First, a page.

When it comes to systemic changes that may help reduce stigma, more work needs to be done. According to a 2016 report of Human Rights Watch, someone is arrested for possessing drugs for personal use every 25 seconds in the United States — many of which are convicted.

But arresting people for having a medical condition like SUD that requires treatment may worsen their chances of receiving or seeking treatment. Plus, those who spend time in prison may not be given adequate tools to maintain recovery upon release, such as:

  • housing in safe areas
  • help finding a job with sustainable income
  • access to medical treatment

Research shows that people who receive substantial support and treatment, including medications used to treat SUD, were less likely to experience relapse.

In their report, the Human Rights Watch and the American Civil Liberties Union outline recommendations to end the criminalization of personal use and drug possession. The aim is to reduce stigma and improve recovery outcomes for marginalized groups.

Addiction is not a type of weakness. It’s a mental illness resulting from genetic and environmental factors. People often develop SUD because of childhood situations over which they had no control.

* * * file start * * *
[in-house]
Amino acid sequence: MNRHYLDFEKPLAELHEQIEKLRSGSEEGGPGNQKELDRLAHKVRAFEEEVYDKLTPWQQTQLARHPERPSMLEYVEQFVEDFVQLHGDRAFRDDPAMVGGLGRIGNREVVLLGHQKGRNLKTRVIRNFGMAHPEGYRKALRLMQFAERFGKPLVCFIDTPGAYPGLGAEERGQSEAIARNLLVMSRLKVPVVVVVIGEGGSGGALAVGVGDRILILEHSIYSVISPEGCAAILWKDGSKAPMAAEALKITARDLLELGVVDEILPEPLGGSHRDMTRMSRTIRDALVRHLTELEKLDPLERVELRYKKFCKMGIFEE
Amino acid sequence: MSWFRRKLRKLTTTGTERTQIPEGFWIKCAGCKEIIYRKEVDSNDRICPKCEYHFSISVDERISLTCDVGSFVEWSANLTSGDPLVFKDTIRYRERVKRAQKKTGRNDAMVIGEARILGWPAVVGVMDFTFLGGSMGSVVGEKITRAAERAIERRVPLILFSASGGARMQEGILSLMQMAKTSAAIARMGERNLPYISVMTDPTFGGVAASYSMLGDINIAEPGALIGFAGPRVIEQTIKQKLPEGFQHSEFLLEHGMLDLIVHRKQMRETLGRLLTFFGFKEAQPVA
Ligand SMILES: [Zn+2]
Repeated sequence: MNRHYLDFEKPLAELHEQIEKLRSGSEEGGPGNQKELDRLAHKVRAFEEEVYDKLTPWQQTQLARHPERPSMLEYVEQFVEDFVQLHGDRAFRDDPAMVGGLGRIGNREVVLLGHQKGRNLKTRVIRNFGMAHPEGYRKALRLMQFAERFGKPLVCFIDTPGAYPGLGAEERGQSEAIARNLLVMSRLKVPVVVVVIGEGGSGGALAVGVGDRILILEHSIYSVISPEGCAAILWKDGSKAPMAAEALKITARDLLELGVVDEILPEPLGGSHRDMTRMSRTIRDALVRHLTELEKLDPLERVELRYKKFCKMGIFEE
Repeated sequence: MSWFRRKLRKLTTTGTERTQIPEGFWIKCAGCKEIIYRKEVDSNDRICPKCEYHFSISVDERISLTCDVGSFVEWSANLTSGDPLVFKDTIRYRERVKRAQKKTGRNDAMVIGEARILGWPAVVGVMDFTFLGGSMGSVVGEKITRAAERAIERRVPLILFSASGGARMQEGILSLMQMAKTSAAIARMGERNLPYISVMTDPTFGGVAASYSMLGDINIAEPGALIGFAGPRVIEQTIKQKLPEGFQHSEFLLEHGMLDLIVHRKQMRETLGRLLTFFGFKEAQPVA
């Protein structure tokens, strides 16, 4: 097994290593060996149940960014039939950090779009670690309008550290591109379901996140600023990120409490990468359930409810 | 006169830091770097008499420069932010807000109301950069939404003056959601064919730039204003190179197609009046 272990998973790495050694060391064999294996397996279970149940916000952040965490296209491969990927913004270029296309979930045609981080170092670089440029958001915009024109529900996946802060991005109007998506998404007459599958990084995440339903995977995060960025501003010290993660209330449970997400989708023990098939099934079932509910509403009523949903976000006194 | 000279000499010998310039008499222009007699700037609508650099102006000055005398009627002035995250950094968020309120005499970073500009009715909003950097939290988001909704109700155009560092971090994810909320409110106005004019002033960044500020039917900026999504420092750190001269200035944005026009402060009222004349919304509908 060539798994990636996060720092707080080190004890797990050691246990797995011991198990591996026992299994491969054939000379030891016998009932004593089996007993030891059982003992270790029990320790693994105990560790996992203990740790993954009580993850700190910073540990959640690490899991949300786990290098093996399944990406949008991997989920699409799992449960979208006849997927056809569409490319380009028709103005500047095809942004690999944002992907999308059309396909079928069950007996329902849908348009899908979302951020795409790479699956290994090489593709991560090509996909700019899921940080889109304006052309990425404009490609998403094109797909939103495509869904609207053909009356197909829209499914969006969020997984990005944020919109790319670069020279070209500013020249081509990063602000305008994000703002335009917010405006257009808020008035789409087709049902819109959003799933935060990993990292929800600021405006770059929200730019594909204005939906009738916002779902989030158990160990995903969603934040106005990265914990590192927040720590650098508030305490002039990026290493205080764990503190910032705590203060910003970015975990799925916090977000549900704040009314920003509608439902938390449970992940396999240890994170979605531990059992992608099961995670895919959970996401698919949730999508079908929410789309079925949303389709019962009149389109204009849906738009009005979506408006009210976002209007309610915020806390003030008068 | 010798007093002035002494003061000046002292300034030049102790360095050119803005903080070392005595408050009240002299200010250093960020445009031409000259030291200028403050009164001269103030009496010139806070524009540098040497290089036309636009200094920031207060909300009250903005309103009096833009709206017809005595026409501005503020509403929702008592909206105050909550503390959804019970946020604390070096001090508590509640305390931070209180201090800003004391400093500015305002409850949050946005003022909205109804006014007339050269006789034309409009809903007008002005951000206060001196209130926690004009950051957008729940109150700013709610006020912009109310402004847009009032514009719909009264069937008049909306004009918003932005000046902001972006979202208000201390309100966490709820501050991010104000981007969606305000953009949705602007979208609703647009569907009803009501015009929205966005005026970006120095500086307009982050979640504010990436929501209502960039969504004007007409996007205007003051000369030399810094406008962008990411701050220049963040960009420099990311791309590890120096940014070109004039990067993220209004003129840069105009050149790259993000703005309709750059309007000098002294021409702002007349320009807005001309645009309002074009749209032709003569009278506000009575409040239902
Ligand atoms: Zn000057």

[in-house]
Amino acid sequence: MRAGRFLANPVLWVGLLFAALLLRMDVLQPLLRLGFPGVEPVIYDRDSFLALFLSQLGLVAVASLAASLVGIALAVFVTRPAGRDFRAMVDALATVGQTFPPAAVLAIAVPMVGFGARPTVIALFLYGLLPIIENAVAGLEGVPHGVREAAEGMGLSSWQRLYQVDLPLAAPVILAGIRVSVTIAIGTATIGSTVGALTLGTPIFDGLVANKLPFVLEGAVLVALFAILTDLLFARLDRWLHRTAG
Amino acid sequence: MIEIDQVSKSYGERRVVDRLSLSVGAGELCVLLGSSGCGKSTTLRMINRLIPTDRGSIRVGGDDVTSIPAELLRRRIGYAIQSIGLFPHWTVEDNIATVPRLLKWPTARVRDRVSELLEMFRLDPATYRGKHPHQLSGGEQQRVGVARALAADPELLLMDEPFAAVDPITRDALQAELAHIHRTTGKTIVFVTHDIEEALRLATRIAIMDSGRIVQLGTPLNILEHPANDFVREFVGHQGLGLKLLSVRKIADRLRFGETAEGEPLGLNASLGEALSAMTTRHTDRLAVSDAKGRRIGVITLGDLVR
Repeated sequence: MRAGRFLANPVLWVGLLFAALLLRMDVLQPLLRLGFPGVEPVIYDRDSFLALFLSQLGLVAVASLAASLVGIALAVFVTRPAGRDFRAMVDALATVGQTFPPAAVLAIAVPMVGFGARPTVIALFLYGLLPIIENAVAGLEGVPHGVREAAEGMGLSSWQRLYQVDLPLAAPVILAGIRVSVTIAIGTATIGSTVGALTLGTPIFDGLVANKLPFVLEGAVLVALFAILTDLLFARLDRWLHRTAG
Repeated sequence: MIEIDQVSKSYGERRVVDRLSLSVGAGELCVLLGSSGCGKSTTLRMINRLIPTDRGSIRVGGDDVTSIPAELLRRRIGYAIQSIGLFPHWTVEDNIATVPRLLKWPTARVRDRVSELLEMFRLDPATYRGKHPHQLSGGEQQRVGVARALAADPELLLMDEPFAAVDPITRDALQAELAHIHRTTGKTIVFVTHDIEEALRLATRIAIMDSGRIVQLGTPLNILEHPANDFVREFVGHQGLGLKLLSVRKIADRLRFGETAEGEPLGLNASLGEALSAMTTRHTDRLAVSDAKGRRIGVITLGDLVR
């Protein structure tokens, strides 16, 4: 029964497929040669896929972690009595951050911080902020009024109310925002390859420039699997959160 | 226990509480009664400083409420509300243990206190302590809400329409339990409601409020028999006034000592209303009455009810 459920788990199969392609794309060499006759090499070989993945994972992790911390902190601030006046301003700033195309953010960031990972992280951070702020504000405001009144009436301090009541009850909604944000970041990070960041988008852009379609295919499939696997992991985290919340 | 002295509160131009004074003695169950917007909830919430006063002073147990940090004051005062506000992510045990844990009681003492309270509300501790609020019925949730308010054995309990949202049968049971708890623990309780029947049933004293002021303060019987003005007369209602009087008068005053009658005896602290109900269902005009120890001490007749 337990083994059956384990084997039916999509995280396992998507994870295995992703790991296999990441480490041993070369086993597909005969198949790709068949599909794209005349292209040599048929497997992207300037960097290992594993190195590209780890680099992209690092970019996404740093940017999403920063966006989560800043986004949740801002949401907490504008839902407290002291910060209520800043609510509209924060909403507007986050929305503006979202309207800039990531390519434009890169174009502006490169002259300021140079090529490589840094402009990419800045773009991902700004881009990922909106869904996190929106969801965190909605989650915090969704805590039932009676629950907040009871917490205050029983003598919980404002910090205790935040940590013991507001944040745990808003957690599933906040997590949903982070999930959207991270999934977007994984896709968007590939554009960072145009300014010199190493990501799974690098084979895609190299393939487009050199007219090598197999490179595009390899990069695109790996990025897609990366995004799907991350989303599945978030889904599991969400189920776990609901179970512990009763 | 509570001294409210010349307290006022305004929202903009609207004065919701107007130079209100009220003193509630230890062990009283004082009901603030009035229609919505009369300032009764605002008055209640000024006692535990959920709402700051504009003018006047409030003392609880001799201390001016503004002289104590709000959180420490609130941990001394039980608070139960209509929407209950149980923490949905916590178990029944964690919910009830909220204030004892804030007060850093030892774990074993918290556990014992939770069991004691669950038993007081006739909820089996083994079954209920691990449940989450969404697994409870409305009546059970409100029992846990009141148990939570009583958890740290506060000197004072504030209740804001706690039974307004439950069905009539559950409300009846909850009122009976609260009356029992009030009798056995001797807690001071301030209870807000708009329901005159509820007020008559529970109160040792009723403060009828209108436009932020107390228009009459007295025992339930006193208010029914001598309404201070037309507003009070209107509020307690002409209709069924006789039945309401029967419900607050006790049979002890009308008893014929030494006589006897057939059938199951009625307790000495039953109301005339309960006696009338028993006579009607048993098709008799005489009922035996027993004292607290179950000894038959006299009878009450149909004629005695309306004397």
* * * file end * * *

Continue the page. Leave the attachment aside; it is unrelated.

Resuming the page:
SUDs are like other chronic health conditions — not just mental health conditions.

For example, a person with high blood pressure who can’t maintain a beneficial diet or exercise regimen and doesn’t have access to medications or other treatment options will continue to have high blood pressure.

Also, their condition could worsen over time and lead to additional health issues such as a heart attack.

The development of SUDs shares many similarities. But, like other chronic conditions, addiction can be treated successfully. Recovery means that you can manage your condition to keep yourself safe and improve the quality of your life.

Treatment strategies include:

  • medication
  • therapy to examine and change behaviors
  • a plan for if your treatment isn’t effective

Additional support in the form of 12-step or other sobriety programs increases your chances of staying in recovery even more.

If you have addiction or SUD, remember that this is an illness, not a character flaw. Your health and safety are important, and treatment can give you a fresh start.